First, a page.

Today’s events in Egypt have left me emotionally exhausted. “Why?” my brother asks. Good question. Why did I rush from elation, to anger, to anxiety over events in a country that I don’t really have any personal connection to, nor will have a direct effect on me? (So I hope). Here’s why:
1) It was a surprise: Several times I watched a former US Ambassadors to Egypt (Nick Veliotes) and another State Department official say they were “surprised” by today’s events. That’s disappointing at best. More importantly, it is completely unacceptable. There’s no such thing as a surprise – and most certainly not at the magnitude that we’re seeing in Egypt today. There were several thousand Egyptians on the street today. Wasn’t anyone at the embassy or the State Department talking to them?
2) We’re deeply concerned: White House spokesperson Robert Gibbs whimpered that the Obama administration is “deeply concerned” about “the images and the events we see in Egypt today.” Lucky, though, they’re “monitoring a very fluid situation.” I’m a spokesperson and appreciate the utter anxiety and stress of standing in front of a gaggle of reporters. So trust me when I say: don’t do it if you don’t have clear instructions. It was evident that the White House didn’t know what to do. They choked. That’s not only embarrassing, it’s not fair. The Egyptians deserve better than that – especially since its Washington that has turned a blind eye to Mubarak’s authoritarianism for decades.
3) I feel your pain: That the Egyptian president “is concerned for the poor,” and that he’ll “always be on the side of the poor.” Spare me. The poor aren’t stupid – they’re poor. As someone who works on development issues it’s infuriating to hear such patronizing palaver – not because it’s thoughtless but because it has no regard or respect for people who have nothing else.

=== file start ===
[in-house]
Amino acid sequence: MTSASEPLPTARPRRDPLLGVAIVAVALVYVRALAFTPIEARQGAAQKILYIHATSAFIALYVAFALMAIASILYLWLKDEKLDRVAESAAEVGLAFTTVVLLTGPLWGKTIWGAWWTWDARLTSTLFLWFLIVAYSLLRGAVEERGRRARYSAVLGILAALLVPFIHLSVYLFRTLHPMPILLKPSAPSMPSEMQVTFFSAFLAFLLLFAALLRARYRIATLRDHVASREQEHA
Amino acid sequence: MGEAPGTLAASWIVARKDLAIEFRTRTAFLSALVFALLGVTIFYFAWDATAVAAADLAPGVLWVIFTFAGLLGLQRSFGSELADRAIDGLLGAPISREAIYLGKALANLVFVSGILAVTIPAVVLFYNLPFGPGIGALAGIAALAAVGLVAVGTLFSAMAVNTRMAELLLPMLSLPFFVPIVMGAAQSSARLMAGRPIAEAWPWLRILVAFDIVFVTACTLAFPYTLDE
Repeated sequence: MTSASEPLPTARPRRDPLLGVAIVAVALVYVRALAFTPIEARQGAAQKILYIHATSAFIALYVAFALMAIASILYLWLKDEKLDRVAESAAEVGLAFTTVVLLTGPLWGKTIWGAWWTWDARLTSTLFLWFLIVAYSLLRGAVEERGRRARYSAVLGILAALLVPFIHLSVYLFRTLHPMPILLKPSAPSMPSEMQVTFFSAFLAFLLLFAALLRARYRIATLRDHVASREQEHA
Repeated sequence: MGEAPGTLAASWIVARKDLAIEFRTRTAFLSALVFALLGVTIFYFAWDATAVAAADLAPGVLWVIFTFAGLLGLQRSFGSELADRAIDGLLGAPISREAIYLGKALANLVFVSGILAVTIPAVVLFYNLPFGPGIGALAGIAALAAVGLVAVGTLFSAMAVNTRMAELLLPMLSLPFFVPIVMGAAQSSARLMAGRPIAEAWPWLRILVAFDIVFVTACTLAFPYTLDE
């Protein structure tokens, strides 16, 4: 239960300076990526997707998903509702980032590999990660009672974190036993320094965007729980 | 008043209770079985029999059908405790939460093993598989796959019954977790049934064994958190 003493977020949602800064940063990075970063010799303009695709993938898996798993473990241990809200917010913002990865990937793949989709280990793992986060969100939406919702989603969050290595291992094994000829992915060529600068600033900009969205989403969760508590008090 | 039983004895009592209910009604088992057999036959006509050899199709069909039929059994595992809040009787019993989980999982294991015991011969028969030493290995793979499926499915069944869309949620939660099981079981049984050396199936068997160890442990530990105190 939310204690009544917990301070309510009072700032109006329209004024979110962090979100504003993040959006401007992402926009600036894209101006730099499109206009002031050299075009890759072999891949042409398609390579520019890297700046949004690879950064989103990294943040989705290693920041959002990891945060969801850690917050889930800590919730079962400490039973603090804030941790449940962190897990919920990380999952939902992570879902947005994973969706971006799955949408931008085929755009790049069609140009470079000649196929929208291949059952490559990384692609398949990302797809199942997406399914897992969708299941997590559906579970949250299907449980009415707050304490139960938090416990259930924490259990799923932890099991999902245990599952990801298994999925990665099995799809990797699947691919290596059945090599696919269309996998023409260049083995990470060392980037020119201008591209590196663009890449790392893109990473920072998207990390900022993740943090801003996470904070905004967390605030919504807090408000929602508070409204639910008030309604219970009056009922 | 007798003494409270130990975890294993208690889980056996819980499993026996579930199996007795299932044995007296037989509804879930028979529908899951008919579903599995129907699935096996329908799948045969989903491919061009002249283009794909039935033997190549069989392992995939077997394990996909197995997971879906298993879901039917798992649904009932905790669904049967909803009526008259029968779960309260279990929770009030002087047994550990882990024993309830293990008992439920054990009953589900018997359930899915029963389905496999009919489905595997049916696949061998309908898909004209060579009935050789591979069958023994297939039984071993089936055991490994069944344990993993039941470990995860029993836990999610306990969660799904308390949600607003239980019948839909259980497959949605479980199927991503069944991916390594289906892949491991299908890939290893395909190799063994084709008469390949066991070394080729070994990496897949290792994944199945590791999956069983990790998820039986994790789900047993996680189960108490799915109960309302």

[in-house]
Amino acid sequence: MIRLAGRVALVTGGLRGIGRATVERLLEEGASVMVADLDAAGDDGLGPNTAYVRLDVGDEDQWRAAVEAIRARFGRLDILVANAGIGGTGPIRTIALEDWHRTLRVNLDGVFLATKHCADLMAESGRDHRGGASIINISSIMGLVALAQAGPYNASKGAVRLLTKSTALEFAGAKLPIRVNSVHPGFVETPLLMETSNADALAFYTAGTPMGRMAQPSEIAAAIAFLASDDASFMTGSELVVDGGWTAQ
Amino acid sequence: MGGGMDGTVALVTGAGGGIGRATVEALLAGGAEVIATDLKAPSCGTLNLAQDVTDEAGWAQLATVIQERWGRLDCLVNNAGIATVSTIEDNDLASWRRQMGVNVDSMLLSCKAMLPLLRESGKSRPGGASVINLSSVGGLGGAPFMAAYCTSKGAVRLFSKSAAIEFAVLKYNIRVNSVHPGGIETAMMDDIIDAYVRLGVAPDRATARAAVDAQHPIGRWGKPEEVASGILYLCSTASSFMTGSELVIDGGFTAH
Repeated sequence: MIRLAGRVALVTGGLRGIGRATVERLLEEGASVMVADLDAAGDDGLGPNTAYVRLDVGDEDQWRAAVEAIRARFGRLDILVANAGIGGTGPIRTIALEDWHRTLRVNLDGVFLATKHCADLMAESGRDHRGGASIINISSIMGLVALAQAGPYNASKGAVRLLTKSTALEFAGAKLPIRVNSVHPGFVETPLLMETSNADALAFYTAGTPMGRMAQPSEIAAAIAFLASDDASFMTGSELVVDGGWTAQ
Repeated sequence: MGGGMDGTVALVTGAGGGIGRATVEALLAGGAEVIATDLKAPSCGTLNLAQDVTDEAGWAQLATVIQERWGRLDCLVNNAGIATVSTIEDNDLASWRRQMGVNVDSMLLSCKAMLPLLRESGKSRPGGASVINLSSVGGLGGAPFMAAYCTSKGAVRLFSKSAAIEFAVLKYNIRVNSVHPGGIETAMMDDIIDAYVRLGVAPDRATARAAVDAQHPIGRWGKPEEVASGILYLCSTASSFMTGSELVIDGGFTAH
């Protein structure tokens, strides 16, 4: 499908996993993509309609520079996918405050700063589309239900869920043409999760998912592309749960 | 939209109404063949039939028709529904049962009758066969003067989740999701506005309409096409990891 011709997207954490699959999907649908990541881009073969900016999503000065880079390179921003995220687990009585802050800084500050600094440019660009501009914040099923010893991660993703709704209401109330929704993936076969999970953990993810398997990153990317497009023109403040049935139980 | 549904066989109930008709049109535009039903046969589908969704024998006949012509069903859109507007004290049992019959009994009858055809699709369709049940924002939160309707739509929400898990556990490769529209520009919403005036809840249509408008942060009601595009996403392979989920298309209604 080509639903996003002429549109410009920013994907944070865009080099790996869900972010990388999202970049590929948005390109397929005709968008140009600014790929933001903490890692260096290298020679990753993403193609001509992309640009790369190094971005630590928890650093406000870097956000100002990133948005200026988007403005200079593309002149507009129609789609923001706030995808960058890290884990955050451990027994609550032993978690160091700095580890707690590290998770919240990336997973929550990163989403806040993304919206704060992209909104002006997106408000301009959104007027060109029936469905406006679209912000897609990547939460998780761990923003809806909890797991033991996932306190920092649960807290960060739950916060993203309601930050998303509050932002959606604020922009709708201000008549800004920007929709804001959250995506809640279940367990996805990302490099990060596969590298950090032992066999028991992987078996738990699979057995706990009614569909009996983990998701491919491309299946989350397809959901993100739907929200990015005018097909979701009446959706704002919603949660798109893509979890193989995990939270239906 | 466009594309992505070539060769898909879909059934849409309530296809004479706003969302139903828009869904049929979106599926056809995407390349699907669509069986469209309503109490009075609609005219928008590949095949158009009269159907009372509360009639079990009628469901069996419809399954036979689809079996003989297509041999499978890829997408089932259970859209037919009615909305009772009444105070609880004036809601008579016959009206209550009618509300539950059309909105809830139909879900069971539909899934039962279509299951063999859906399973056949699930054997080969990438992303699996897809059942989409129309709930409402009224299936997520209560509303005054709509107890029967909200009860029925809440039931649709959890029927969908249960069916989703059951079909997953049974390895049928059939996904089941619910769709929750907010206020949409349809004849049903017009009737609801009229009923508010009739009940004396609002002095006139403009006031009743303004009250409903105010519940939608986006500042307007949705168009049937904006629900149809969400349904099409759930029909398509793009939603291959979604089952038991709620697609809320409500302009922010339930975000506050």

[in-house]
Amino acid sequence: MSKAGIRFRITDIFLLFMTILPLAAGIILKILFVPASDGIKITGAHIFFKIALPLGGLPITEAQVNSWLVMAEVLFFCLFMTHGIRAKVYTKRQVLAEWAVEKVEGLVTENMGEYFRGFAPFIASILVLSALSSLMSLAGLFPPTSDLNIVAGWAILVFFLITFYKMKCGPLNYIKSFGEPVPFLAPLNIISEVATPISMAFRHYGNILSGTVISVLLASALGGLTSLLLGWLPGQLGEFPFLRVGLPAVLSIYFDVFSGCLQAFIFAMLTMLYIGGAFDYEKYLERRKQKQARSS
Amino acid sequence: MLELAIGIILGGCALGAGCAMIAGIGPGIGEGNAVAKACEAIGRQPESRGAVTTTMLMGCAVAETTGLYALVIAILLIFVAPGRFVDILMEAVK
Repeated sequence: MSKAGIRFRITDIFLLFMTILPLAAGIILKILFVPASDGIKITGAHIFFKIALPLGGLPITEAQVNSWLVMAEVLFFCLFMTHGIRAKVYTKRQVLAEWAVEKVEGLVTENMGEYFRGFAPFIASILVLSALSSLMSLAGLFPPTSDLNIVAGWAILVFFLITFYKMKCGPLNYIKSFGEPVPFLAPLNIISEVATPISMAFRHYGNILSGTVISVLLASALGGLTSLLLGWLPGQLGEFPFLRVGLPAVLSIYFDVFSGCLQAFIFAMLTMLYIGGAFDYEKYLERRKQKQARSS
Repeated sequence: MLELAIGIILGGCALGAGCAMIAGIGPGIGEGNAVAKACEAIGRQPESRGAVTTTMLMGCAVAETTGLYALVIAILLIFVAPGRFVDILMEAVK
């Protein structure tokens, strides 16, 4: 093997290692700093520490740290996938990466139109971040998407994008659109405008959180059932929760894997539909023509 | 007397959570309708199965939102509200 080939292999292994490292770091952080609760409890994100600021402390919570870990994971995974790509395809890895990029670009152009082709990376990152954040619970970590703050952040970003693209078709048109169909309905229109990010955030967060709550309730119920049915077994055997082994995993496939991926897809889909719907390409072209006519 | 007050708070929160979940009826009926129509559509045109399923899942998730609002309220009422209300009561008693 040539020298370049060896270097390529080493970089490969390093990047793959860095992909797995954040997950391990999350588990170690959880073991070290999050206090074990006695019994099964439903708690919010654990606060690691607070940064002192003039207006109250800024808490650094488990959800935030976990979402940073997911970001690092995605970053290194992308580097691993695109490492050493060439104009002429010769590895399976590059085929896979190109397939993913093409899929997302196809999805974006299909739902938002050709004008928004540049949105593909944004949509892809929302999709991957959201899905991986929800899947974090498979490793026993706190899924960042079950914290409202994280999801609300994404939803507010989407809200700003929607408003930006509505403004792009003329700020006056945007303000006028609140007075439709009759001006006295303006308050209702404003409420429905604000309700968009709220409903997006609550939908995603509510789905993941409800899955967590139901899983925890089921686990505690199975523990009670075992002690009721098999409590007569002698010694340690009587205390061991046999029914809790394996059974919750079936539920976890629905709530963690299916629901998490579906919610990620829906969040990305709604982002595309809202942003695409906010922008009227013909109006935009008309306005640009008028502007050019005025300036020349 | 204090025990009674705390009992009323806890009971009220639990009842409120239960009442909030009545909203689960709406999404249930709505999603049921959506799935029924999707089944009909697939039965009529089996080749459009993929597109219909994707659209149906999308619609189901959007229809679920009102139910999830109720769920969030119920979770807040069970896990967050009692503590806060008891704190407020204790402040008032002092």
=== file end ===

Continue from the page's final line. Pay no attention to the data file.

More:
4) Power to the people: Seeing people stand up for themselves is empowering. It appeals to our idealism that we can make a better world. Let us hope that’s how it turns out for the long oppressed Egyptians. And how it turns out for them gives me much to worry about. Mubarak’s only credible challenger isn’t former IAEA chief Mohammad ElBaradei, it’s the Muslim Brotherhood, a fervently Islamist party.
Say what? According to Egyptian election laws, ElBaradei can’t stand as a candidate for anything. He doesn’t head a political party represented in Egypt’s parliament. Unless he masters political jujitsu, ElBaradei can only appeal to our Western romanticism, which will likely wane when things get really hard in Egypt. And, I suspect, things will get really hard. Thinking about alone gets my blood pressure going, because when things get really hard, we, not just Washington or faceless bureaucrats but all of us, look away.